from Wiktionary, Creative Commons Attribution/Share-Alike License.
- noun a
lackof honouror integrity
- noun law Failure or refusal of the
draweeor intended acceptorof a negotiable instrument, such as a bill of exchangeor note, to accept it or, if it is accepted, to pay and retire it.
- verb to bring disgrace upon someone or something; to
- verb to
refuseto acceptsomething, such as a cheque
- verb to
from WordNet 3.0 Copyright 2006 by Princeton University. All rights reserved.
- verb bring shame or dishonor upon
- noun a state of shame or disgrace
- noun lacking honor or integrity
- verb refuse to accept
- verb force (someone) to have sex against their will
Sorry, no etymologies found.
That the process involves the FCO in dishonesty, deviousness and dishonour is emphatically encapsulated in the apparent scheme whereby Brussels will delay proposals to scrap Britain's annual £3 billion rebate.
We saw a president fleeing in dishonour and disgrace for the portals of the White House, and we were sad-less for him, than for ourselves.
We must be in it to avoid national dishonour and disgrace, for dishonour is the open door to disintegration and decay.
'Peace, young man,' said Herries, more calmly than I might have expected; 'the word dishonour must not be mentioned as in conjunction with my name.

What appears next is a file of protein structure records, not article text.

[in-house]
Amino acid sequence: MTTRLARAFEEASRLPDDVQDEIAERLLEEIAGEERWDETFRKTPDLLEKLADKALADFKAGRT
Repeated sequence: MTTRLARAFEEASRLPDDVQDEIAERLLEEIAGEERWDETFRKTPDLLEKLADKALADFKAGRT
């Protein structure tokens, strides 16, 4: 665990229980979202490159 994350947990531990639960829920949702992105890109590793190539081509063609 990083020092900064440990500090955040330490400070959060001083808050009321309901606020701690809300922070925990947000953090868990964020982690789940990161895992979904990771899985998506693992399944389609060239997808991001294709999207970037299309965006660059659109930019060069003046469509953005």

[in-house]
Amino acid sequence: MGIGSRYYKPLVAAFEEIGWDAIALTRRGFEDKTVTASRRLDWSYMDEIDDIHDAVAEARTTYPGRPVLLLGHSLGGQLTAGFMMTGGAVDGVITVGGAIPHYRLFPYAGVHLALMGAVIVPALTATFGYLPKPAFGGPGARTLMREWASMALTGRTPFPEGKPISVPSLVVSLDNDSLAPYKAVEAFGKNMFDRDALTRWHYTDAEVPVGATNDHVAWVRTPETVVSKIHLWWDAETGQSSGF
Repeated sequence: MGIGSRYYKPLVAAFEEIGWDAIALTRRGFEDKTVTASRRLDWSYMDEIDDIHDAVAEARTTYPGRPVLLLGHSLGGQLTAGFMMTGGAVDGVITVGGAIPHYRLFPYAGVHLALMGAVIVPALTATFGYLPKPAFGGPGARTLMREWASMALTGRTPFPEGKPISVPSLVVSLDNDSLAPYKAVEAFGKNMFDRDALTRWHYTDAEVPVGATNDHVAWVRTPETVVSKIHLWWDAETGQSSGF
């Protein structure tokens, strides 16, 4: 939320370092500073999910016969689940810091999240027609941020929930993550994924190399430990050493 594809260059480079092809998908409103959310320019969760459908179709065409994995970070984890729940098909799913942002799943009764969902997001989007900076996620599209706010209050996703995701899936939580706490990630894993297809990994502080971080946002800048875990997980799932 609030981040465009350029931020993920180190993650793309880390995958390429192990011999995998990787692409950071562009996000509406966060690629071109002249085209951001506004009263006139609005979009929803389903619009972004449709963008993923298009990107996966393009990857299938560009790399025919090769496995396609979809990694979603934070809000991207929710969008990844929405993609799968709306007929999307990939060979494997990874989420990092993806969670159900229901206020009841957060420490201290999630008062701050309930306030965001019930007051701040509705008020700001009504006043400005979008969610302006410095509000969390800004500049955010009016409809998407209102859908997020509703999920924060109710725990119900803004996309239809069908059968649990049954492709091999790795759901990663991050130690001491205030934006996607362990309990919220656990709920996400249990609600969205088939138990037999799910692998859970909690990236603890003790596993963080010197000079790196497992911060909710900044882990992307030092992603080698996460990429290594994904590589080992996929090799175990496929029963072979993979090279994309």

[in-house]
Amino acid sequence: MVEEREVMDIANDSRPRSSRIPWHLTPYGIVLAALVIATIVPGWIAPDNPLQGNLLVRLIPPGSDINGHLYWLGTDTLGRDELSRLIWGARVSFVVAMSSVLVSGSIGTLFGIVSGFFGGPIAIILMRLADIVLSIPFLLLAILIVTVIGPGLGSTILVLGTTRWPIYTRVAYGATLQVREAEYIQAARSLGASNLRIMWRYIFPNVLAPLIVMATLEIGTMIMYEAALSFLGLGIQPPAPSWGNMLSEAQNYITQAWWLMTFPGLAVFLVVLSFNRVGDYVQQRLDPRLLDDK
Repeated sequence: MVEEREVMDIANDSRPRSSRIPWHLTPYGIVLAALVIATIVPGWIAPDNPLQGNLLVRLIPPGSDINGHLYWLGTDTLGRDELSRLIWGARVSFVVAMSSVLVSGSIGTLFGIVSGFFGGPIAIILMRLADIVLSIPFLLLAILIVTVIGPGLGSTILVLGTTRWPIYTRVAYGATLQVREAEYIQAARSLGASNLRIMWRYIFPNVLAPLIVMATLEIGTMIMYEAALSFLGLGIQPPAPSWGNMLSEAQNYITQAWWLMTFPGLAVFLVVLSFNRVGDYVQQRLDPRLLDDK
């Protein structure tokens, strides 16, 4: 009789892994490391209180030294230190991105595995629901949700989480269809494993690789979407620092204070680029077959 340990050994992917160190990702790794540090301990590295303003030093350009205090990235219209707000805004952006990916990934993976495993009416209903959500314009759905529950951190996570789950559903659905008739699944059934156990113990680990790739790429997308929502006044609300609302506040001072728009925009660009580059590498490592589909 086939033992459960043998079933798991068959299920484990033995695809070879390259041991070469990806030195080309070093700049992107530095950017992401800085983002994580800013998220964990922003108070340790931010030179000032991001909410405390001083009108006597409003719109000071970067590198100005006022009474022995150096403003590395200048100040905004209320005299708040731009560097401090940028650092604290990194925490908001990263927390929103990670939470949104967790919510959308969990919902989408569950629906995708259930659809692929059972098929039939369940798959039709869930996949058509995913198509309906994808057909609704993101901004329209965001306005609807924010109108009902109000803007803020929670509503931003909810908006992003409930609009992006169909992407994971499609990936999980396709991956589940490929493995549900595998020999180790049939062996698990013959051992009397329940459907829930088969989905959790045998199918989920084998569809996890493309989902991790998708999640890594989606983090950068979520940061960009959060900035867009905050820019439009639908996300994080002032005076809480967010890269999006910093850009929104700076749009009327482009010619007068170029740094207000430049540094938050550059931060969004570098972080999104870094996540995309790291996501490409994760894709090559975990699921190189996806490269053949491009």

It was dishonourable to’ — ‘Peace, young man,’ said Herries, more calmly than I might have expected; ‘the word dishonour must not be mentioned as in conjunction with my name.
Consider the end of any temptation; this is Satan's end and sin's end, -- that is, the dishonour of God and the ruin of our souls.
The difference between the vessels to honour and those to dishonour, that is, of mercy and wrath, does not appertain to the adorning or perfection of the universe or of the house of God.
I had duly weighed, my first idea was to dart head first athwart this intrigue in which my dishonour was a certainty.
In orations of praise, and in invectives, the fancy is predominant, because the design is not truth, but to honour or dishonour, which is done by noble or by vile comparisons.
What he gained by his dishonour was the guilt of perjury; and the consequent distrust of the wilder but more honest Covenanters, who knew that he had perjured himself, and deemed his reception a cause of divine wrath and disastrous judgments.